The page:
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Articles of 2009

Will Dan Goossen Finally Lay That Golden Egg?

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Trying to analyze the up-and-down career of promoter Dan Goossen presents a challenge to those whose only recourse is to draw analogies … lots and lots of analogies.

To some, Goossen is like the hyperventilating Wall Street speculator dealing in sow-belly and frozen orange juice futures. He has made and lost fortunes, but, regardless of whether he is flush or busted at any given moment, you know he’ll be back on the floor of boxing’s stock exchange again, trading like crazy in the hope of making that really big score.

To others, Goossen is like the common cockroach, which survived the Ice Age while mighty dinosaurs perished from the earth. Not the most appealing of images, but then maybe there is a nobility in any creature’s refusal to be eradicated.

Not surprisingly, Goossen rejects the cockroach analogy. Then again, he doesn’t exactly equate himself with a dinosaur, reserving that designation for septuagenarian competitors Don King and Bob Arum.

“I’d prefer a parallel to the Buffalo Bills,” said Goossen, 59, referring to the 1990s AFC powerhouse that advanced to four consecutive Super Bowls at the conclusions of the 1990 through ’93 seasons, only to come up short each time in the NFL’s ultimate game. “They were always there, always close to the top, but never won the big one.”

During the America Presents stage of his meandering journey down boxing’s side roads and grand boulevards, Goossen often was depicted as the New York Yankees, spending millions on free agents and hotshot rookies as if he were a replication of deep-pocketed George Steinbrenner. But not only did America Presents miss wide right, as kicker Scott Norwood did in the closing seconds of a 20-19 loss to the New York Giants in Super Bowl XXV, Goossen’s dreams of empire fell apart like a house of cards when it was discovered that he and partner Mat Tinley actually were a small-market franchise, overextending themselves on money from Tinley’s billionaire, cable-magnate uncle, Bill Daniels, the executors of whose estate turned off the cash spigot when Daniels passed away, after a long illness, on March 7, 2000, at the age of 79.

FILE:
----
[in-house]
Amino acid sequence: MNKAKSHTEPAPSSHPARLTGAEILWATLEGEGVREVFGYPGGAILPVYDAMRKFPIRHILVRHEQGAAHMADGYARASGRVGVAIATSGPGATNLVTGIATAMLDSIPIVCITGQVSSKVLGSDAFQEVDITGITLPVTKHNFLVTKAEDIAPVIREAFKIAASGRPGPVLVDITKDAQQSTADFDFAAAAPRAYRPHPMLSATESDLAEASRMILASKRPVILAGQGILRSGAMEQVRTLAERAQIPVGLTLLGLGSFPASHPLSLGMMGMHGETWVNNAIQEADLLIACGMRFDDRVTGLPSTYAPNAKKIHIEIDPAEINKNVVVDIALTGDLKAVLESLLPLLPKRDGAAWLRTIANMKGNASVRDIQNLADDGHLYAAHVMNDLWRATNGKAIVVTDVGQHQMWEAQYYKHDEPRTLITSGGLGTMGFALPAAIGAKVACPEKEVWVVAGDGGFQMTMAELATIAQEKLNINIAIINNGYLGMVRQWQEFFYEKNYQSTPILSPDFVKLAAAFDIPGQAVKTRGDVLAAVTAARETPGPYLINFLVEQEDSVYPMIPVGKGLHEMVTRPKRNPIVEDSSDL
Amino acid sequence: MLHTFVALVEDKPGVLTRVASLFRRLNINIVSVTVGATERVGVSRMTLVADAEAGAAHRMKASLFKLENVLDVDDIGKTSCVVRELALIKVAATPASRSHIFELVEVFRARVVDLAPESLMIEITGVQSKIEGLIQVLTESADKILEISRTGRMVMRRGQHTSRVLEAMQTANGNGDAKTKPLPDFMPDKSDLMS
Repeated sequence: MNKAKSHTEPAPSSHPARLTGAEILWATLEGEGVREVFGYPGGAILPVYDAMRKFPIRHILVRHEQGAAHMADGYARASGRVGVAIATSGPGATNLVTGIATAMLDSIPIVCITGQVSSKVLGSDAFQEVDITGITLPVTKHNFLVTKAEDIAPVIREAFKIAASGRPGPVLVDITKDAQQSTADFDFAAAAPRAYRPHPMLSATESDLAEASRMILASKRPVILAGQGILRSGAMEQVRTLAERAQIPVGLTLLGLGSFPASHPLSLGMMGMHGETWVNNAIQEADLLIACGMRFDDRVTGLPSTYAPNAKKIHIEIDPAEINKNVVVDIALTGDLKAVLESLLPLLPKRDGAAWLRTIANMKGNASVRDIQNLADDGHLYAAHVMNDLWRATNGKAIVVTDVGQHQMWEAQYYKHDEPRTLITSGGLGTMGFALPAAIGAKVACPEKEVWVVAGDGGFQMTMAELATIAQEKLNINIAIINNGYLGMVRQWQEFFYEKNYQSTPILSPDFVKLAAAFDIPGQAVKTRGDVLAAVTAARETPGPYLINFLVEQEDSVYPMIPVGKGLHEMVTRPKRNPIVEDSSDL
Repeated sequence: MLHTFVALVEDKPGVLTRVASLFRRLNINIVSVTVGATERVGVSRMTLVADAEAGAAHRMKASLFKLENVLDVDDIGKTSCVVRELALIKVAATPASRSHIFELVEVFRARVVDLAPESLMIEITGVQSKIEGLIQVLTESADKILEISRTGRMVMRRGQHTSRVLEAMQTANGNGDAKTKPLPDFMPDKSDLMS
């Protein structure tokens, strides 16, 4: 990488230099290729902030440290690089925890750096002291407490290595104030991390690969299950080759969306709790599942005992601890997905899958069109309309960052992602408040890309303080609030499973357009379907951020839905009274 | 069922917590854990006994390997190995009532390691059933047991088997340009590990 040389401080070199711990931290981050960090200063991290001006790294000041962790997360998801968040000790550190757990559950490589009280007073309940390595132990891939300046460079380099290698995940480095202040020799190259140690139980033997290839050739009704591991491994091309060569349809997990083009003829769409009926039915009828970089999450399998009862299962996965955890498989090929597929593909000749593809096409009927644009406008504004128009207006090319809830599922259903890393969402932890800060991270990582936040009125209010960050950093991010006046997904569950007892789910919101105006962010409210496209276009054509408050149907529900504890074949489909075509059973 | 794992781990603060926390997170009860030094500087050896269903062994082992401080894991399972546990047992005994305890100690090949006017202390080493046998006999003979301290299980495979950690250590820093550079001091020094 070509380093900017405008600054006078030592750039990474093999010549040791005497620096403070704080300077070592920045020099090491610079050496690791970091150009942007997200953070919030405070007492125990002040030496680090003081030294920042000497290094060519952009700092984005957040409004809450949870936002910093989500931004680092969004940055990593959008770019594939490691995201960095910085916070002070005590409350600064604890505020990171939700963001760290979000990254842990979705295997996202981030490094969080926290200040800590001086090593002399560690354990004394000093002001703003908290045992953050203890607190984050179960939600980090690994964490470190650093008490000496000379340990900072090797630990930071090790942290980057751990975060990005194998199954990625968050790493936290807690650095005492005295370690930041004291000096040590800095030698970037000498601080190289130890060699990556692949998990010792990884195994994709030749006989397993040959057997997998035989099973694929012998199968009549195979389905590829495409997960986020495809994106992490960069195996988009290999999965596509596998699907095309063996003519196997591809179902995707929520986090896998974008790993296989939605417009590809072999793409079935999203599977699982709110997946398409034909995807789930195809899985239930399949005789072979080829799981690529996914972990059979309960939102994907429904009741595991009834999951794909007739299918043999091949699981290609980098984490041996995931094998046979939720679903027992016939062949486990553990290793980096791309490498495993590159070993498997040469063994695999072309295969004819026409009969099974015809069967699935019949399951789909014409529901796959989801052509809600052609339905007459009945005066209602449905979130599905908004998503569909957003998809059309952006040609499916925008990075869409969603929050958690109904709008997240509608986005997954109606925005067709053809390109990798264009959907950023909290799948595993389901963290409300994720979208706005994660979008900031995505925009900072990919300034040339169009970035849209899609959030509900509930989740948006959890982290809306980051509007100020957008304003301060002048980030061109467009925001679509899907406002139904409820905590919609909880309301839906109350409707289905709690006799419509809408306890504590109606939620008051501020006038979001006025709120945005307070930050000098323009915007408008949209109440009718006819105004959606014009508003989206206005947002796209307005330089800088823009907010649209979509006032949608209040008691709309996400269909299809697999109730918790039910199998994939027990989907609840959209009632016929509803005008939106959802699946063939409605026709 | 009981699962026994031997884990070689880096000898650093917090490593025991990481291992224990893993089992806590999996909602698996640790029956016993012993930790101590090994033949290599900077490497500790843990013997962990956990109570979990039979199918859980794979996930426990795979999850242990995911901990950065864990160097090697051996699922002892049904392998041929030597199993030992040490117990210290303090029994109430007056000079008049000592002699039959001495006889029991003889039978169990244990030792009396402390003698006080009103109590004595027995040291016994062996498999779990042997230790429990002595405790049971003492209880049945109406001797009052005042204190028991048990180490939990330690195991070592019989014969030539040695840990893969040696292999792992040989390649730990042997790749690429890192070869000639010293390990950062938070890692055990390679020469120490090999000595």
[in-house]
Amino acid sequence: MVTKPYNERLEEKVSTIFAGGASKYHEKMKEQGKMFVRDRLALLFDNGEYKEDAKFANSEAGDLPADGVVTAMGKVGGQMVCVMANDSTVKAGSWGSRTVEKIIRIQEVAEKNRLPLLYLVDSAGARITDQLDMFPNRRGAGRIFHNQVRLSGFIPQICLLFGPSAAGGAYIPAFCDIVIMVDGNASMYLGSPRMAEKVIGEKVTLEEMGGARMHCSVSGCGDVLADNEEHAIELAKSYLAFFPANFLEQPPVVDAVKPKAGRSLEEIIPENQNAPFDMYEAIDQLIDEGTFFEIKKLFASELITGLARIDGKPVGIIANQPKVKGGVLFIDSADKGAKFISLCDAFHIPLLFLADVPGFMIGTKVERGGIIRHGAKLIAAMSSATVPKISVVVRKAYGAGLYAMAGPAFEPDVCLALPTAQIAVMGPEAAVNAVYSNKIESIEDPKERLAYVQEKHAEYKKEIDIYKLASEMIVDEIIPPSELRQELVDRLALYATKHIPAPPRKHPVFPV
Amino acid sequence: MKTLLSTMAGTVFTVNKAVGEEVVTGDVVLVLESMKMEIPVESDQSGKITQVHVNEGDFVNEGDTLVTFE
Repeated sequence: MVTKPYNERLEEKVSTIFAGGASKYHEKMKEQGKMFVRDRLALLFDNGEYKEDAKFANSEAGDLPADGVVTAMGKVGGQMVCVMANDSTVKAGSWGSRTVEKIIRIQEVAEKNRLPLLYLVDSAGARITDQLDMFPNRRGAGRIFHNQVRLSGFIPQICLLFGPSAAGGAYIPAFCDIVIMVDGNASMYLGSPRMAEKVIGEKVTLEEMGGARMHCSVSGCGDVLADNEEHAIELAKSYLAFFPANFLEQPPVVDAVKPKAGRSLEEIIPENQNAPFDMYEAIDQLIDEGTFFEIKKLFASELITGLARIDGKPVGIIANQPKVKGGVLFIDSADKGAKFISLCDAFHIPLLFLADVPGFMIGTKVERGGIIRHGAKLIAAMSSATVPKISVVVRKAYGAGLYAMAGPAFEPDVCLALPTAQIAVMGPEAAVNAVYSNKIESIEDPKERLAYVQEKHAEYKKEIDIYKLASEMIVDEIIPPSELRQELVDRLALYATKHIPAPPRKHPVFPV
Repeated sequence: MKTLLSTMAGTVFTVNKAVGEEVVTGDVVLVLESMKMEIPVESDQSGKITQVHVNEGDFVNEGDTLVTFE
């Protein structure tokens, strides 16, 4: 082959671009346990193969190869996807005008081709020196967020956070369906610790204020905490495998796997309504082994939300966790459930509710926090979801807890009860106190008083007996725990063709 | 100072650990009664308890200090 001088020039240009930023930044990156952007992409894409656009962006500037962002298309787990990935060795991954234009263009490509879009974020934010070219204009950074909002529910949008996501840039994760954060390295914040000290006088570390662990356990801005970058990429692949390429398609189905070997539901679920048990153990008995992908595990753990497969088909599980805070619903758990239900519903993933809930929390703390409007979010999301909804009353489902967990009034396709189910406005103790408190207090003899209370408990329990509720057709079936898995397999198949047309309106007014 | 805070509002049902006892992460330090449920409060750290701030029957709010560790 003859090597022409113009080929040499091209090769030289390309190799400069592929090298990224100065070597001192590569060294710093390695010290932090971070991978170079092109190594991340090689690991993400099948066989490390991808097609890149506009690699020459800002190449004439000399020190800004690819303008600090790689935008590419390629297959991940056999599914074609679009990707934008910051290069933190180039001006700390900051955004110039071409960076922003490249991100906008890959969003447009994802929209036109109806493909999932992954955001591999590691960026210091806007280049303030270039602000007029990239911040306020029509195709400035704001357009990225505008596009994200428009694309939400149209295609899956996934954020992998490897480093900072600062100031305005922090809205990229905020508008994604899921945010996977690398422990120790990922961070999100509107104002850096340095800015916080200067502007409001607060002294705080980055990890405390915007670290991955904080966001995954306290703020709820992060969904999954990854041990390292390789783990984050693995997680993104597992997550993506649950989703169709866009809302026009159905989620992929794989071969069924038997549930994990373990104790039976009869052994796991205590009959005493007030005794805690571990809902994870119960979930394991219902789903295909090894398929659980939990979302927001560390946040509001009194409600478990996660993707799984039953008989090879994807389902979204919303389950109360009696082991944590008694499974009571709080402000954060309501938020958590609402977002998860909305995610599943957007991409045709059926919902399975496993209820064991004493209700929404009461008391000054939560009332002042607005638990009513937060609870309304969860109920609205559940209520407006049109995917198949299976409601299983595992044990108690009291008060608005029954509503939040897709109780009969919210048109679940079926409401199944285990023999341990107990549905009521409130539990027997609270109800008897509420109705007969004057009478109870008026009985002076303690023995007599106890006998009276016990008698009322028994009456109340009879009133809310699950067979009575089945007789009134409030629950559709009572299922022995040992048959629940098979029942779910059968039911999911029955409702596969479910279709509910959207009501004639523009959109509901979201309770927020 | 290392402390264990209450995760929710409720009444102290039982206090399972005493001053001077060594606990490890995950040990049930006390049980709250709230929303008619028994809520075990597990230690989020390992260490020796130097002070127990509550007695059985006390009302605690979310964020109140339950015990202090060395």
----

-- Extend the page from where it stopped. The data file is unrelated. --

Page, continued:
The Denver-based Daniels was a generous philanthropist, contributing to any number of charities in addition to indulging nephew Mat’s boxing jones, but he made no provisions in his will for his largess toward Tinley to extend beyond his own life span. When the bills began blowing in like a November blizzard over the Rocky Mountains, Goossen voluntarily bailed or was forced out later in 2000, depending on whose version of the story you choose to believe. Whatever the circumstances, America Presents ceased operations the following year when Tinley no longer could pay the freight and his stable of quality but disgruntled fighters began to drift away like the lyrics from that Dobie Gray song.

Tinley hasn’t been heard from since, but Goossen is still around, still making waves as president of Goossen Tutor Promotions. He is like the proverbial cat – See? Another analogy! – that, when tossed high in the air, somehow manages to land on its feet, or paws as the case might be.

If everything falls just right, as it almost did for his initial start-up operation, Ten Goose Boxing, and then for America Presents, the big Irish-American lug with the hearty laugh and gregarious nature could scoot up the charts as rapidly as did the latest Beatles song in the magical spring of 1964. It’d be like Scott Norwood nailing that field goal and being carried off the field on his teammates’ shoulders while peering into the camera and proclaiming, “I’m going to Disney World!”